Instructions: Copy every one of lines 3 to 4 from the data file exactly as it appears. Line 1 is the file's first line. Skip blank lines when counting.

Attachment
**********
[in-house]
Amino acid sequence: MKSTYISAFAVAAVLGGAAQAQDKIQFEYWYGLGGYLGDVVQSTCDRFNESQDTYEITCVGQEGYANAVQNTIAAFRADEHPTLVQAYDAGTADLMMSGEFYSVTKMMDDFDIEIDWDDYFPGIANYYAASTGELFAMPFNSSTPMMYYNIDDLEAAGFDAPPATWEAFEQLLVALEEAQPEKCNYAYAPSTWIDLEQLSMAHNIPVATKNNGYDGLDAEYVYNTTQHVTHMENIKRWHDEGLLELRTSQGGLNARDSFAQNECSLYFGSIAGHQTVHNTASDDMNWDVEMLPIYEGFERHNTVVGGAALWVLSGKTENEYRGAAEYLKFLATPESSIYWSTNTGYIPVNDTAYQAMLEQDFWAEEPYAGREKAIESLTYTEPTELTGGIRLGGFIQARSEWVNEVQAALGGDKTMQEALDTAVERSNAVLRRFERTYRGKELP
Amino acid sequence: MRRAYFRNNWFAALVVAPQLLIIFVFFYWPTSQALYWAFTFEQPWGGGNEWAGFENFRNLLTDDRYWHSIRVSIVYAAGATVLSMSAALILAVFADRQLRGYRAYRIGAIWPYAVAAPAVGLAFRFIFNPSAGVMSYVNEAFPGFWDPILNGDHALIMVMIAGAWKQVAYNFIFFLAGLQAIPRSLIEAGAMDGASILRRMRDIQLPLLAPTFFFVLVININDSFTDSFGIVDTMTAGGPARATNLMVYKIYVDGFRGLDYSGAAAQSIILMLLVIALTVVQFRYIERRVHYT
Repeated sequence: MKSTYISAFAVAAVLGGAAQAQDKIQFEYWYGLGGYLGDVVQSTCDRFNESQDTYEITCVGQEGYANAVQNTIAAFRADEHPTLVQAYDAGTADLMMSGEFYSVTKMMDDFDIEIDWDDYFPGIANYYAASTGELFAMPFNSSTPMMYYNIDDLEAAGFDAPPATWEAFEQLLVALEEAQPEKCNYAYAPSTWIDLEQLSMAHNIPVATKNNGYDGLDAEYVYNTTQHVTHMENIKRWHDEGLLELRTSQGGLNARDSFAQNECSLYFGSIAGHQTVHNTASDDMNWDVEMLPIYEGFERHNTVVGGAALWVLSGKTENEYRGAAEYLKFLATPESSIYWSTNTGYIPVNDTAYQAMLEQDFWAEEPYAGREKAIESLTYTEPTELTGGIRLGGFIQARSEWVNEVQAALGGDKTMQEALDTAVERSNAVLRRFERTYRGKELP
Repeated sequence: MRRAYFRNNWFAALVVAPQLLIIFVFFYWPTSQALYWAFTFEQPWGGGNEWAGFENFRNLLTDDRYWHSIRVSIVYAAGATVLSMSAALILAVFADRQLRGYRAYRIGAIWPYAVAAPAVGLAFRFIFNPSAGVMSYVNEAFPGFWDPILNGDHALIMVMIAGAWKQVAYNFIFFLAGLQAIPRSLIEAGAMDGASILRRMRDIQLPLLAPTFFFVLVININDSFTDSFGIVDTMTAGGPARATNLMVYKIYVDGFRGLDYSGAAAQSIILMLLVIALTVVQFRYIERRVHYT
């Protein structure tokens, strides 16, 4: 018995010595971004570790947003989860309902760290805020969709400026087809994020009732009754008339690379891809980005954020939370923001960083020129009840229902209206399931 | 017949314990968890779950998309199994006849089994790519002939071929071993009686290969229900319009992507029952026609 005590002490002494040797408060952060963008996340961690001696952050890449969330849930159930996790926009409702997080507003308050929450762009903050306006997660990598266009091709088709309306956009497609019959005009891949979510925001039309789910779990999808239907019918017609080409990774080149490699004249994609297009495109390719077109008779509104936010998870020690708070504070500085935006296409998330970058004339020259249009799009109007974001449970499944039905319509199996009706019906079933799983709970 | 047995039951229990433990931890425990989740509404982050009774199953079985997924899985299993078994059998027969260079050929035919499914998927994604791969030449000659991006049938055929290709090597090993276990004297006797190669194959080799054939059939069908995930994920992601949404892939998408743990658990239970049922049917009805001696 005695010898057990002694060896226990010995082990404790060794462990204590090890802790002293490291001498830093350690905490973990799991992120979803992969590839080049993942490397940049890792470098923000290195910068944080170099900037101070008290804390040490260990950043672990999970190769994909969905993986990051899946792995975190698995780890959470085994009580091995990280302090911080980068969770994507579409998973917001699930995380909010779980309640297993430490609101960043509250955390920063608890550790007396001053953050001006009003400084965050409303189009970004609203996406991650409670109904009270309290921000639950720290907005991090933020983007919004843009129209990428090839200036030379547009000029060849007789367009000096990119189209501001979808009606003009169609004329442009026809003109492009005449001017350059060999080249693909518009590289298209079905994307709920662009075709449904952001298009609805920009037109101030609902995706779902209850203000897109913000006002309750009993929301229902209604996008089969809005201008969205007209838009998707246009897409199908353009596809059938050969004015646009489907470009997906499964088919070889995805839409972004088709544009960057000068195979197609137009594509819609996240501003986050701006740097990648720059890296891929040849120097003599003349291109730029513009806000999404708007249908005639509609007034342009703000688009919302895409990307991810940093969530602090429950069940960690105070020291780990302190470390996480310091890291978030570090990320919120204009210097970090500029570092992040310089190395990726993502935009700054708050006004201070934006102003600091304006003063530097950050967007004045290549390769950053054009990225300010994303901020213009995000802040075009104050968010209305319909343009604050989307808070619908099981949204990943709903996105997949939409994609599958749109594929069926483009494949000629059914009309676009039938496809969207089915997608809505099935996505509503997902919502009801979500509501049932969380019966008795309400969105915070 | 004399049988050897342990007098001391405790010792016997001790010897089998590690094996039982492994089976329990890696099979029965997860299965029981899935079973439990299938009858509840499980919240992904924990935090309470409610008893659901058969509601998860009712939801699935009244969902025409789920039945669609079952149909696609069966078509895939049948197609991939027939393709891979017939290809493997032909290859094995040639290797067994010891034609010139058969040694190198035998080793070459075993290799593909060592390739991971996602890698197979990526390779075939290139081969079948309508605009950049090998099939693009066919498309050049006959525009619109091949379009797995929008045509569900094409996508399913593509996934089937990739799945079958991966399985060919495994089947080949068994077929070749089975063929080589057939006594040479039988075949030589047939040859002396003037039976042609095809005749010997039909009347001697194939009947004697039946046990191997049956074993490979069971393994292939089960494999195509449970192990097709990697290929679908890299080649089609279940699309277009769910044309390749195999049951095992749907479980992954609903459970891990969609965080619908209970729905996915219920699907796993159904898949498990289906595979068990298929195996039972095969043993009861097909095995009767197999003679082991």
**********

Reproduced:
Amino acid sequence: MRRAYFRNNWFAALVVAPQLLIIFVFFYWPTSQALYWAFTFEQPWGGGNEWAGFENFRNLLTDDRYWHSIRVSIVYAAGATVLSMSAALILAVFADRQLRGYRAYRIGAIWPYAVAAPAVGLAFRFIFNPSAGVMSYVNEAFPGFWDPILNGDHALIMVMIAGAWKQVAYNFIFFLAGLQAIPRSLIEAGAMDGASILRRMRDIQLPLLAPTFFFVLVININDSFTDSFGIVDTMTAGGPARATNLMVYKIYVDGFRGLDYSGAAAQSIILMLLVIALTVVQFRYIERRVHYT
Repeated sequence: MKSTYISAFAVAAVLGGAAQAQDKIQFEYWYGLGGYLGDVVQSTCDRFNESQDTYEITCVGQEGYANAVQNTIAAFRADEHPTLVQAYDAGTADLMMSGEFYSVTKMMDDFDIEIDWDDYFPGIANYYAASTGELFAMPFNSSTPMMYYNIDDLEAAGFDAPPATWEAFEQLLVALEEAQPEKCNYAYAPSTWIDLEQLSMAHNIPVATKNNGYDGLDAEYVYNTTQHVTHMENIKRWHDEGLLELRTSQGGLNARDSFAQNECSLYFGSIAGHQTVHNTASDDMNWDVEMLPIYEGFERHNTVVGGAALWVLSGKTENEYRGAAEYLKFLATPESSIYWSTNTGYIPVNDTAYQAMLEQDFWAEEPYAGREKAIESLTYTEPTELTGGIRLGGFIQARSEWVNEVQAALGGDKTMQEALDTAVERSNAVLRRFERTYRGKELP